Unfortunately the middle ground is badly managed. If they remain as they are, with the same customer-unfriendly practices, they will lose customers to the better basic gyms. This will become more prevalent as the basic gyms continue to reinvent what a gym means, by adding better customer service and as the basic gyms increase their offer by heading towards the feature-plenty model described above. Some of the customers will move to the truly exclusive gyms.
To counter this, those middle ground gyms will have to change. They can choose to be Basic, Feature-Plenty or Exclusive. Whichever is chosen, all 3 options require change.
At first glance, Feature-plenty appears to be easiest since they’re already charging more than Basic gyms, providing more features for that charge, but it would require a wholesale change in customer experience, from the sales process, on boarding, through to day-to-day experience, resolution of issues and membership retirement. That may look like a lower profit but there are enough case studies proving that focussing on the customer experience results in higher profit.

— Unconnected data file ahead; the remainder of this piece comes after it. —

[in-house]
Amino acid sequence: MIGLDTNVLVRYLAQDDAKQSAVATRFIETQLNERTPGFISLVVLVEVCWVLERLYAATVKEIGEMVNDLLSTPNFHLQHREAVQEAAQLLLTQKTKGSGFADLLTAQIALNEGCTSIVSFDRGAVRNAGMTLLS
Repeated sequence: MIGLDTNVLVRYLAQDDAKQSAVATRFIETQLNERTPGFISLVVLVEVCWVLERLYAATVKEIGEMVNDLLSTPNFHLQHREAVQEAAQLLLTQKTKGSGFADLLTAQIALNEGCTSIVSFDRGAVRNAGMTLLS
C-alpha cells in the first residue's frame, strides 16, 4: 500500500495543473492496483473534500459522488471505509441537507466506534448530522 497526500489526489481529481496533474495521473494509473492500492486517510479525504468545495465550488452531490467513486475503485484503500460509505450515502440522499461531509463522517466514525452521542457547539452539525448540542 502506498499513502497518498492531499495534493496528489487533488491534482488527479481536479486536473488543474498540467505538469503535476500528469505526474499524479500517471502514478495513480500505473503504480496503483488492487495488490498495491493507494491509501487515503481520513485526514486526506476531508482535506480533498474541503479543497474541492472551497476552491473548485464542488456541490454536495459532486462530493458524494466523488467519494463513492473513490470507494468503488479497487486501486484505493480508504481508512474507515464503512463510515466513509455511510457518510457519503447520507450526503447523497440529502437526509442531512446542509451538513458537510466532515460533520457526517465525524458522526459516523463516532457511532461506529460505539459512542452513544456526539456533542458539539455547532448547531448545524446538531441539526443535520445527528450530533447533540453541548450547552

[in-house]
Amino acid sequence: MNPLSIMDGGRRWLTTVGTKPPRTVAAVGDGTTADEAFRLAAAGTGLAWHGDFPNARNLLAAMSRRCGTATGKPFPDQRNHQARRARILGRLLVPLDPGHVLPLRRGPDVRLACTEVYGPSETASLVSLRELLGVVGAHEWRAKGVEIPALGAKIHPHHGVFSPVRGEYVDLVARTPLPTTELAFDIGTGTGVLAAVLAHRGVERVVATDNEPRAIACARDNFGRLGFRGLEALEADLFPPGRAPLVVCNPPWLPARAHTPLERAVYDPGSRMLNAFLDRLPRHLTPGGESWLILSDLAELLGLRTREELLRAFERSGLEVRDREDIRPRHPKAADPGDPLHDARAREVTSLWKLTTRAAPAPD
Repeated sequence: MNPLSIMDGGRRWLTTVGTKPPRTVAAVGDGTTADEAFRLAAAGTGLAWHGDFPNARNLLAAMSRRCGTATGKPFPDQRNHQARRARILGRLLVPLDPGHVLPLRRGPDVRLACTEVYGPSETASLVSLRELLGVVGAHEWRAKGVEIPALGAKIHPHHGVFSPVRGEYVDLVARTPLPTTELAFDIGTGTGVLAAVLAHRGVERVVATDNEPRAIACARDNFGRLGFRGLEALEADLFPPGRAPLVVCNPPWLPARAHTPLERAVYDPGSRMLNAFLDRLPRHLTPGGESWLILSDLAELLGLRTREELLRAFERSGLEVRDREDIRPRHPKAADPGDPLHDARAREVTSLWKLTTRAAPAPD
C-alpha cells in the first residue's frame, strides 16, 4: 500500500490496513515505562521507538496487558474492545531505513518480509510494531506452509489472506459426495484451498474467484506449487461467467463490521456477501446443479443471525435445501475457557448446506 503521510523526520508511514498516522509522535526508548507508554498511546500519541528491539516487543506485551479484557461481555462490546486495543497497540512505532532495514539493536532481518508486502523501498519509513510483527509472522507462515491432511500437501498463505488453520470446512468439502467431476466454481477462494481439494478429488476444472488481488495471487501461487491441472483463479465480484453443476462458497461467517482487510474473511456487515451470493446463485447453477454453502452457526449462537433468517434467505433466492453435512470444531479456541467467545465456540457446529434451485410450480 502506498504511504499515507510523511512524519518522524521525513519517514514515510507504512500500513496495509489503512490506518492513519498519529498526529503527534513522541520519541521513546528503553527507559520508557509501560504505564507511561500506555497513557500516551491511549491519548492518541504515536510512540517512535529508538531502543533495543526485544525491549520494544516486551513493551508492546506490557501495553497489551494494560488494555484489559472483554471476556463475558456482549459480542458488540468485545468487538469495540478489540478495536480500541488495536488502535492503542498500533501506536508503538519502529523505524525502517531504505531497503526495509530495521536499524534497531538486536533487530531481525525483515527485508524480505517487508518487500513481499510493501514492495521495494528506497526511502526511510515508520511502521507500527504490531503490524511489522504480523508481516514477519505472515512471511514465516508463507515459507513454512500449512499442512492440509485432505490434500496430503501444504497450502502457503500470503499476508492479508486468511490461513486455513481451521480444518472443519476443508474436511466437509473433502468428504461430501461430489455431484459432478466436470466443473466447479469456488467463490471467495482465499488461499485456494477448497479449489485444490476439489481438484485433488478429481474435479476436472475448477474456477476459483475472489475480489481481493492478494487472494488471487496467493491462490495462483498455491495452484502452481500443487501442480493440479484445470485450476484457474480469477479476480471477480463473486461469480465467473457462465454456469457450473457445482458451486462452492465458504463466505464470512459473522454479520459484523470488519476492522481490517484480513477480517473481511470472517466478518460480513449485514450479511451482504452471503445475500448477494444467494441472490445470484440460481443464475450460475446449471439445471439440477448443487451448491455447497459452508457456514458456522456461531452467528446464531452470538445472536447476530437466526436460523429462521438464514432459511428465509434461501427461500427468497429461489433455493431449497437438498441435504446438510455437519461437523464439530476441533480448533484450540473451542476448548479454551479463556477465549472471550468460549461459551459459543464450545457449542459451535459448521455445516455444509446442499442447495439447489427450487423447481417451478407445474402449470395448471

The change to Exclusive may be better done with a rebrand. Keeping the same brand will not carry the same perceived value regardless of what is done to the chain, at least not in sufficient time frame to prove return-on-investment.
The change to Basic may not be feasible for all the middle ground gyms due to the size of gym involved. The Basic gyms are typically smaller than the middle ground gyms. That’s possibly because they don’t rely on numerous features and so don’t need as much space to accommodate those extra features. Or it could be a attribute of the building costs, i.e. simpler to find a smaller space than a larger space suitable for a gym.